President Barack Obama used the first visit to Minnesota of his second term to push for a series of gun control measures he wants Congress to approve.
With his stop in north Minneapolis, Obama urged Americans to tell Congress to support the call for new gun laws he made after the school shooting in Connecticut.
"We don't have to agree on everything to agree it's time to do something. That's my main message here today," Obama said.
Obama said he choose Minneapolis because the city has taken successful steps to reduce gun violence.
"This city came together. You launched a series of youth initiatives that have reduced the number of young people injured by guns by 40 percent," he said. "When it comes to protecting our children from gun violence, you have shown that progress is possible."
Obama has a long list of gun control proposals he wants Congress to pass, including:
• A ban on assault-style weapons and armor-piercing bullets
• A limit of 10 bullets per ammunition magazine
• Background checks for all gun sales, including those by private sellers
"Now these are common-sense measures supported by Democrats, Republicans and independents and many of them are responsible gun owners," Obama said.
Obama spoke at the Minneapolis Police Department's Special Operations Center, a building that had been Hamilton Elementary School until 2005. The event was crafted to send the signal law enforcement stands behind the president's gun control proposals, despite criticism from gun rights organizations such as the National Rifle Association.
More than 100 uniformed law enforcement officials served as Obama's backdrop.
"All the folks standing here behind me today, they're the ones on the front line of this fight," Obama said. "They see the awful consequences, the lives lost, the families shattered. They know what works, they know what doesn't work and they know how to get things done without regard for politics."
Prior to his formal remarks, Obama met privately with 20 people at the police facility. In the group were politicians, community organizers, survivors of gun violence and law enforcement officials.
It was Hennepin County Sheriff Rich Stanek's third meeting with the president about gun violence.
"What we talked about with the president was that gun control is much more than just partisan rhetoric, that extreme gun violence effects our communities everyday, and that we have an access problem and those that are legally prohibited from owning or accessing fire arms should never have access to those firearms," Stanek said.
Hamline University Law Professor Joseph Olson, who also sits on the board of the National Rifle Association, was not at the Obama event but said he doubts any of the president's proposals would do anything to prevent mass shootings like the one in Connecticut.
"Let's face it, anyone who is in the slightest way connected to the drug trade and can get cocaine by the pound can get any firearm he wants delivered by the same seller," Olson said. "The same thing is true of people like Adam Lanza. If you're willing to shoot someone three times in the face in order to take their gun, then you're going to get their gun."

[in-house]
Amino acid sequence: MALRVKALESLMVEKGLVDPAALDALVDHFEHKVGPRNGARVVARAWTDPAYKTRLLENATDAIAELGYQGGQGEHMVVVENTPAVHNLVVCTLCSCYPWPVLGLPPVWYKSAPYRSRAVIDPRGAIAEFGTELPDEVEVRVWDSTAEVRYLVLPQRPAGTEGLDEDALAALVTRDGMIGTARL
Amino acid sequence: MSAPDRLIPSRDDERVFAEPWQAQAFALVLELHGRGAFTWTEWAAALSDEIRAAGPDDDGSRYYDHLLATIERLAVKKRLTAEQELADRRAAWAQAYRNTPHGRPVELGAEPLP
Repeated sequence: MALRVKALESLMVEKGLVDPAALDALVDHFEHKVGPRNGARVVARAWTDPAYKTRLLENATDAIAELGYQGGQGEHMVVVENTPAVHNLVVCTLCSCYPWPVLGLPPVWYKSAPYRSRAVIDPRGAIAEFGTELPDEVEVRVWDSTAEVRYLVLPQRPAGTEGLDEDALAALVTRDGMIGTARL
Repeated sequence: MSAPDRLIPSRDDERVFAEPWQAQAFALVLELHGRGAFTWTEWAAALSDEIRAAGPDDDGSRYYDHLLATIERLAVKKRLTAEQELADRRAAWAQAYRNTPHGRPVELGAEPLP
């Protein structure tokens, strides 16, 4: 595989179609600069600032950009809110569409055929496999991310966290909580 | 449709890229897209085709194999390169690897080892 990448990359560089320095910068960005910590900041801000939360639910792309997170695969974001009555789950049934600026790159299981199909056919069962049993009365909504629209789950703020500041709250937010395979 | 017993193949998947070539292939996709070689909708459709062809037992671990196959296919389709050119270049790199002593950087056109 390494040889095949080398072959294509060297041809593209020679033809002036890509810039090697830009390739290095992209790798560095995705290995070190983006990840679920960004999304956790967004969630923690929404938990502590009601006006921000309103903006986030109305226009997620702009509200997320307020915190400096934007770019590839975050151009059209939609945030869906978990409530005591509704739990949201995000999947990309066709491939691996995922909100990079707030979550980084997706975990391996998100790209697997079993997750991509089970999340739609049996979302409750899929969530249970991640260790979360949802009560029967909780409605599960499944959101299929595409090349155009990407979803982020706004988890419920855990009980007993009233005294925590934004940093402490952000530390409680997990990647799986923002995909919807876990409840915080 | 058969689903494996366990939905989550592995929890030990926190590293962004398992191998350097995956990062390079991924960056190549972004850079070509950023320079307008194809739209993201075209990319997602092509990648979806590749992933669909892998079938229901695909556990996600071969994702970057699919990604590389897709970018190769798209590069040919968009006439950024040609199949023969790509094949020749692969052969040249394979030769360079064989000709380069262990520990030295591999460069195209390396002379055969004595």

Olson, who has long opposed efforts to restrict 2nd Amendment rights, said the president didn't say that his proposal to expand criminal background checks would also create a permanent database of every gun owner in the country.
White House Communications Director Dan Pfeiffer said the stop in Minneapolis was the first of what will be a series of appeals the president will make around the country for his gun control agenda. In north Minneapolis, Obama appealed to Americans to help him enact the changes he's calling on Congress to make.
"Tell them there's no legislation to eliminate all guns. There's no legislation being proposed to subvert the Second Amendment," Obama said. "Tell them now is the time for action."
The Republican Party of Minnesota issued a statement accusing the president of campaigning in Minnesota and suggesting Obama's time would be better spent addressing problems with the economy and deficit spending.
TOUGH ROAD IN CONGRESS
Obama's proposal for banning assault weapons faces more obstacles in Congress, where Republicans and some Democrats are aligned against it. Senate Majority Leader Harry Reid said on ABC's "This Week" Sunday that he's willing to take a look at legislation that would ban certain semi-automatic weapons, but he also noted that he voted against a ban on such weapons in 1994 because it "didn't make sense."
Among those participating in the round table discussion Monday with Obama was Minneapolis Mayor R.T. Rybak, who said he supports Obama's proposed bans on assault weapons and high-capacity magazine, as well as universal background checks.
Earlier in the day, Rybak criticized Reid for his stand. "He's dancing around this issue and people are dying in this country," Rybak said on MSNBC.
A community meeting on gun violence included among its attendees, community organizer V.J. Smith, who also serves as the national president of the anti-violence group MAD DADS. He said he asked the president not to overlook gun violence in urban areas.
"We can't lose suburban kids, 20 kids at a time," Smith said. "We also can't keep losing the hundreds and thousands of African American, Latino and other Native American kids that we're losing right now in the massacre on the streets."
Smith said most urban gun violence involves handguns and shotguns, so any ban on assault weapons would have little impact in those areas He said cities would benefit more from measures such as requiring all gun buyers to undergo background checks.
Smith said he also told the president that *people living in inner cities need better education, job opportunities and counseling to cope with years of trauma from gun violence.
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